The PeepSo plugin family is about to grow… and it’s going to grow big! The 1.7.0 release is massive. This release consists of 132 developer tasks, added a pile of new features, improvements, bug fixes, and a whole host of cool stuff. But most of them will be gathered under: New [GROUPS] GroupSo Plugin on our changelog.
The first commit to the Groups plugin repository was made on May 18th, 2016, which means that we started work on the Groups plugin while we were still building PeepSo 1.6.0, 1.6.1, 1.6.2 and 1.6.3.
Once lead developer Matt Jaworski had the architecture in place for Groups though we focused solely on the plugin itself. We wanted to get it out quick without compromising on code quality. We made sure that nothing breaks, that upgrades work and that everything does exactly what it’s supposed to.
The Development Process and Quality Assurance 2.0
Some of you might have read one of my early blog posts about our development process. I wrote that post almost exactly a year ago. Here’s an update that explains exactly how we make sure PeepSo works.
The planning stage. We look at the backlog and user requests, and ask ourselves what should go into the next version of PeepSo. Usually Merav gives us a general direction like: ‘Groups’, then lets me run wild(!) with it. So far it’s worked pretty great 🙂 Once the decisions are made we go to the next stage…
Matt is responsible for the grand design. He makes all the architectural decisions and he’s done an outstanding job. When the architecture is in place, tasks are given to the team members. If they’re too big to be handled in one ticket, Matt breaks them down into smaller tasks and delegates them. Once a task is done it goes to the next stage…
Code Quality Control
Completed tasks are passed to a Peer Review column on our board. A developer who didn’t work on the task reviews the code to make sure it meets our standards, and tests it. If the code passes, the task goes to Lead Code Review where Matt takes another look and either gives his stamp of approval or sends the task back to the original developer for correction. If all is well, the task finally reaches my desk.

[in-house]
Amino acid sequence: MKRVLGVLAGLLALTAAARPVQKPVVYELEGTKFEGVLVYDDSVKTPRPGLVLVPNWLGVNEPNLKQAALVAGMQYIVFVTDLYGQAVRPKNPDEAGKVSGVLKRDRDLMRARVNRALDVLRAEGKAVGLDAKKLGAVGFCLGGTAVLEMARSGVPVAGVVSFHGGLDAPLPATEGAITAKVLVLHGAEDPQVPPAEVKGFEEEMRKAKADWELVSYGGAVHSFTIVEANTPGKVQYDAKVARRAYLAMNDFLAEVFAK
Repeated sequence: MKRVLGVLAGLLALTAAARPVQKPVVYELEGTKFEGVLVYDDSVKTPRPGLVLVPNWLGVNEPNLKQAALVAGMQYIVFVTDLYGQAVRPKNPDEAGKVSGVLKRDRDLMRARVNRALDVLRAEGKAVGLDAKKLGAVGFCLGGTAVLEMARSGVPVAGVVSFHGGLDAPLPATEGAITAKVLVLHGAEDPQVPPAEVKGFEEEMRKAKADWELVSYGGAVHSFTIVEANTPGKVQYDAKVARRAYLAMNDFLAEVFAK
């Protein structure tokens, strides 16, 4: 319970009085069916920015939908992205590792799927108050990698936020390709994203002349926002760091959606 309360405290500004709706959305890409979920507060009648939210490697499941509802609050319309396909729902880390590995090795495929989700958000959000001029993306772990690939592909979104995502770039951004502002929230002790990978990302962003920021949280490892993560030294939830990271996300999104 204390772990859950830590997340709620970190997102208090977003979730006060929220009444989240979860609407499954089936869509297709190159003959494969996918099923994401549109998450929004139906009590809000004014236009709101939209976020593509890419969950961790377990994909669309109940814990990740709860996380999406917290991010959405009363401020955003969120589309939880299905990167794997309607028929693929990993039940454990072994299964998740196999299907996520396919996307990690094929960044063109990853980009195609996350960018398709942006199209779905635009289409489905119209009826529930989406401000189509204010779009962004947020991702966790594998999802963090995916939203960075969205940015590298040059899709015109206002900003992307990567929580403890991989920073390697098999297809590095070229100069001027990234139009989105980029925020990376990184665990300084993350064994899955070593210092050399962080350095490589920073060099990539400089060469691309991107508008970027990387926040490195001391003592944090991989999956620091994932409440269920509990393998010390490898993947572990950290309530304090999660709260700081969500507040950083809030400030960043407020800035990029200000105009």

The PM Quality Control
I can be very picky, especially when it comes to the design. If something’s out of alignment by as much as one pixel my CDO (it’s like OCD but in the correct alphabetical order) steps in. I can’t sleep until it’s fixed. Nothing leaves my desk until it’s perfect. Only then does it reach our beloved Webdriver team.
The Webdriver Quality Control
Webdriver is automated testing. It’s a series of scripts that automatically click around a site and check whether features do what they’re supposed to. In my blogpost a year ago, I said that we run 400 tests for PeepSo and its plugins. A lot has happened in a year. When I’m writing this we run 1,254 test cases for PeepSo and its plugins, there will be more when Groups plugin is out. We have a dedicated server running those tests and the whole test suite takes about 18h to execute them all.
Here’s an example:
We have an automated test that checks whether users can create groups when the setting is enabled in the backend. We also have an automated test that checks whether users can’t create groups if that setting is disabled.
We also have a test to check whether admins can create groups if the setting is enabled… and a test to check whether admins can create groups if the setting is disabled.
Those tests cover every possible scenario. There’s a great tweet about QA:
QA Engineer walks into a bar. Orders a beer. Orders 0 beers. Orders 999999999 beers. Orders a lizard. Orders -1 beers. Orders a sfdeljknesv.
— Bill Sempf (@sempf) September 23, 2014
Bugs Do Happen
The result of that borderline insane quality control is that we rarely receive bug reports, and only around 5 percent of the reports we do receive are valid PeepSo bugs created by a problem with our coding. The other reports are usually a server misconfiguration, a third party plugin issue or a theme problem that overwrote the PeepSo styles, making some parts of our plugin look a bit off. We once underwent a period of three weeks with no bug reports at all from users. I mean none. Version 1.7.0 will contain just five bug fixes reported by users. That’s five reported bugs since the release of 1.6.3 on September 5th.
If a user does find a bug, it’s put through our regular task procedure. Bugs end up as test cases to ensure they never happen again.
The Final Word
I’ve heard some people say:
“It’s just a WordPress plugin. You’re putting way too much effort into the quality. Who cares?!”
We all do. I will never put my name to something that’s half done. Thanks to our nutty high standards we can focus on development and not on fixing bugs. That saves us all time. If a user finds a bug, they get frustrated, send a bug report, and we have to patch it up. Some bugs might be too complex for a patch so we might have to create a workaround because the current architecture doesn’t support it. It’s a mess.
We’d rather do things properly the first time. That’s our approach and we’ll stick to it.
Oh, right… I almost forgot… Groups should be out around the end of October 2016 🙂